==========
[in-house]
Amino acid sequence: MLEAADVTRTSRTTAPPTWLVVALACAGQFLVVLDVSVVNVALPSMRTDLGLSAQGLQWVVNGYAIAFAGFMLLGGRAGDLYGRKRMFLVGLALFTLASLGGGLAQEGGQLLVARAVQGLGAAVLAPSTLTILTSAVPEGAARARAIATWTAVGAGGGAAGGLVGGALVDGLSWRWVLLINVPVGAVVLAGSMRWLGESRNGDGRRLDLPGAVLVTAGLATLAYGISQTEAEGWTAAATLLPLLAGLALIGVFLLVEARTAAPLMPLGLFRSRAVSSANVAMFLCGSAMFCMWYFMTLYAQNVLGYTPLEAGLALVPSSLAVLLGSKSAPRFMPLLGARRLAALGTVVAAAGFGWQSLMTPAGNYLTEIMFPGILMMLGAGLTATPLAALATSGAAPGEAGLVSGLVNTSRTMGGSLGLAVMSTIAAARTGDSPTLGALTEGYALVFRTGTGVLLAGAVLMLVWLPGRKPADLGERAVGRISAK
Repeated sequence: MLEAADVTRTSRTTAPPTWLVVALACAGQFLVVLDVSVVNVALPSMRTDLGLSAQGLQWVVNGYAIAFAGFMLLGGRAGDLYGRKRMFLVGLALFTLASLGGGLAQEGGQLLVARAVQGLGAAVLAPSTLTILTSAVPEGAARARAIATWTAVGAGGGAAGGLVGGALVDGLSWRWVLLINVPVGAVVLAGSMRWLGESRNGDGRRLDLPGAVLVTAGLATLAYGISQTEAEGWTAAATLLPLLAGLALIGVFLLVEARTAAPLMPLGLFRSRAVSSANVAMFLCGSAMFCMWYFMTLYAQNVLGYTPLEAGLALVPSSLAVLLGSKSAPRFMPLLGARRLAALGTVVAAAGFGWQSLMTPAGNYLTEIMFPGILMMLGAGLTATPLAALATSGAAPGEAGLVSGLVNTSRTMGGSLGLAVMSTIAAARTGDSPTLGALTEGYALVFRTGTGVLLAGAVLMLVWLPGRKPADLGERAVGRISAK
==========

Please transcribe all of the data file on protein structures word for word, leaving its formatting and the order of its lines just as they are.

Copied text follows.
[in-house]
Amino acid sequence: MLEAADVTRTSRTTAPPTWLVVALACAGQFLVVLDVSVVNVALPSMRTDLGLSAQGLQWVVNGYAIAFAGFMLLGGRAGDLYGRKRMFLVGLALFTLASLGGGLAQEGGQLLVARAVQGLGAAVLAPSTLTILTSAVPEGAARARAIATWTAVGAGGGAAGGLVGGALVDGLSWRWVLLINVPVGAVVLAGSMRWLGESRNGDGRRLDLPGAVLVTAGLATLAYGISQTEAEGWTAAATLLPLLAGLALIGVFLLVEARTAAPLMPLGLFRSRAVSSANVAMFLCGSAMFCMWYFMTLYAQNVLGYTPLEAGLALVPSSLAVLLGSKSAPRFMPLLGARRLAALGTVVAAAGFGWQSLMTPAGNYLTEIMFPGILMMLGAGLTATPLAALATSGAAPGEAGLVSGLVNTSRTMGGSLGLAVMSTIAAARTGDSPTLGALTEGYALVFRTGTGVLLAGAVLMLVWLPGRKPADLGERAVGRISAK
Repeated sequence: MLEAADVTRTSRTTAPPTWLVVALACAGQFLVVLDVSVVNVALPSMRTDLGLSAQGLQWVVNGYAIAFAGFMLLGGRAGDLYGRKRMFLVGLALFTLASLGGGLAQEGGQLLVARAVQGLGAAVLAPSTLTILTSAVPEGAARARAIATWTAVGAGGGAAGGLVGGALVDGLSWRWVLLINVPVGAVVLAGSMRWLGESRNGDGRRLDLPGAVLVTAGLATLAYGISQTEAEGWTAAATLLPLLAGLALIGVFLLVEARTAAPLMPLGLFRSRAVSSANVAMFLCGSAMFCMWYFMTLYAQNVLGYTPLEAGLALVPSSLAVLLGSKSAPRFMPLLGARRLAALGTVVAAAGFGWQSLMTPAGNYLTEIMFPGILMMLGAGLTATPLAALATSGAAPGEAGLVSGLVNTSRTMGGSLGLAVMSTIAAARTGDSPTLGALTEGYALVFRTGTGVLLAGAVLMLVWLPGRKPADLGERAVGRISAK